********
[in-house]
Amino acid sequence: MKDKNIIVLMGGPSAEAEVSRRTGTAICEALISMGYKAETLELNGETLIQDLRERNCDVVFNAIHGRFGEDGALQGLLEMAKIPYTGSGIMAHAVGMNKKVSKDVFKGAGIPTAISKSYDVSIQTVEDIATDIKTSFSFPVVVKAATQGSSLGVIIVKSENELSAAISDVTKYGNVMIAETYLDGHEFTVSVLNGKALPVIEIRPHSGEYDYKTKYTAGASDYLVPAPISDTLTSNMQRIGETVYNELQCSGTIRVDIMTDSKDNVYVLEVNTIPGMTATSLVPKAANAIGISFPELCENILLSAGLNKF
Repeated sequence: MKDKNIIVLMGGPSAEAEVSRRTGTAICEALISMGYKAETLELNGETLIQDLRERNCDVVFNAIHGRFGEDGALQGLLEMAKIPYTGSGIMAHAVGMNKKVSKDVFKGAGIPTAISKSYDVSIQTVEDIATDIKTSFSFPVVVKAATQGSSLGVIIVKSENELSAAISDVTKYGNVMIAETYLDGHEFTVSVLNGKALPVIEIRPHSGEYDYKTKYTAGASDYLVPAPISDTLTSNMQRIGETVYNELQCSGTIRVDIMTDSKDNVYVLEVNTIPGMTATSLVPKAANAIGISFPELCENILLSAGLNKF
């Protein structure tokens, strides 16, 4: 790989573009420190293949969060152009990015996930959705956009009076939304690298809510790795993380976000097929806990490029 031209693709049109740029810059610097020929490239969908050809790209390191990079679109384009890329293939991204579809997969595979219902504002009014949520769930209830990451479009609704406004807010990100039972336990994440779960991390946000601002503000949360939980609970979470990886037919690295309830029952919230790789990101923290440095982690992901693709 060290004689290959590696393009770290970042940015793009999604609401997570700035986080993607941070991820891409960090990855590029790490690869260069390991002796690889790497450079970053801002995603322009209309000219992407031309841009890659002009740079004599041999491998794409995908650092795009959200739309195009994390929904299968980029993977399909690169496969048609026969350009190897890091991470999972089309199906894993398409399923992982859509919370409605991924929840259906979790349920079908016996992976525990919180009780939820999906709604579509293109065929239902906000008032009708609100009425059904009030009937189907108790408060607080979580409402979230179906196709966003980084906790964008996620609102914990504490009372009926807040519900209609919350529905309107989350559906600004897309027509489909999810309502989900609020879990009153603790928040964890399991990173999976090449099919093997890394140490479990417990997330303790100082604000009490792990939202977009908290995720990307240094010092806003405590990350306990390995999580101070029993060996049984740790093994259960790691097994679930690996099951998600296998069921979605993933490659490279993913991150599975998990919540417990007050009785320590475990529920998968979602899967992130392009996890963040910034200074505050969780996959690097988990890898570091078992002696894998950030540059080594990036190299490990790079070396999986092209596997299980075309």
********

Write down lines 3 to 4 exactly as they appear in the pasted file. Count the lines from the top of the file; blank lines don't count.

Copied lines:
Repeated sequence: MKDKNIIVLMGGPSAEAEVSRRTGTAICEALISMGYKAETLELNGETLIQDLRERNCDVVFNAIHGRFGEDGALQGLLEMAKIPYTGSGIMAHAVGMNKKVSKDVFKGAGIPTAISKSYDVSIQTVEDIATDIKTSFSFPVVVKAATQGSSLGVIIVKSENELSAAISDVTKYGNVMIAETYLDGHEFTVSVLNGKALPVIEIRPHSGEYDYKTKYTAGASDYLVPAPISDTLTSNMQRIGETVYNELQCSGTIRVDIMTDSKDNVYVLEVNTIPGMTATSLVPKAANAIGISFPELCENILLSAGLNKF
């Protein structure tokens, strides 16, 4: 790989573009420190293949969060152009990015996930959705956009009076939304690298809510790795993380976000097929806990490029 031209693709049109740029810059610097020929490239969908050809790209390191990079679109384009890329293939991204579809997969595979219902504002009014949520769930209830990451479009609704406004807010990100039972336990994440779960991390946000601002503000949360939980609970979470990886037919690295309830029952919230790789990101923290440095982690992901693709 060290004689290959590696393009770290970042940015793009999604609401997570700035986080993607941070991820891409960090990855590029790490690869260069390991002796690889790497450079970053801002995603322009209309000219992407031309841009890659002009740079004599041999491998794409995908650092795009959200739309195009994390929904299968980029993977399909690169496969048609026969350009190897890091991470999972089309199906894993398409399923992982859509919370409605991924929840259906979790349920079908016996992976525990919180009780939820999906709604579509293109065929239902906000008032009708609100009425059904009030009937189907108790408060607080979580409402979230179906196709966003980084906790964008996620609102914990504490009372009926807040519900209609919350529905309107989350559906600004897309027509489909999810309502989900609020879990009153603790928040964890399991990173999976090449099919093997890394140490479990417990997330303790100082604000009490792990939202977009908290995720990307240094010092806003405590990350306990390995999580101070029993060996049984740790093994259960790691097994679930690996099951998600296998069921979605993933490659490279993913991150599975998990919540417990007050009785320590475990529920998968979602899967992130392009996890963040910034200074505050969780996959690097988990890898570091078992002696894998950030540059080594990036190299490990790079070396999986092209596997299980075309």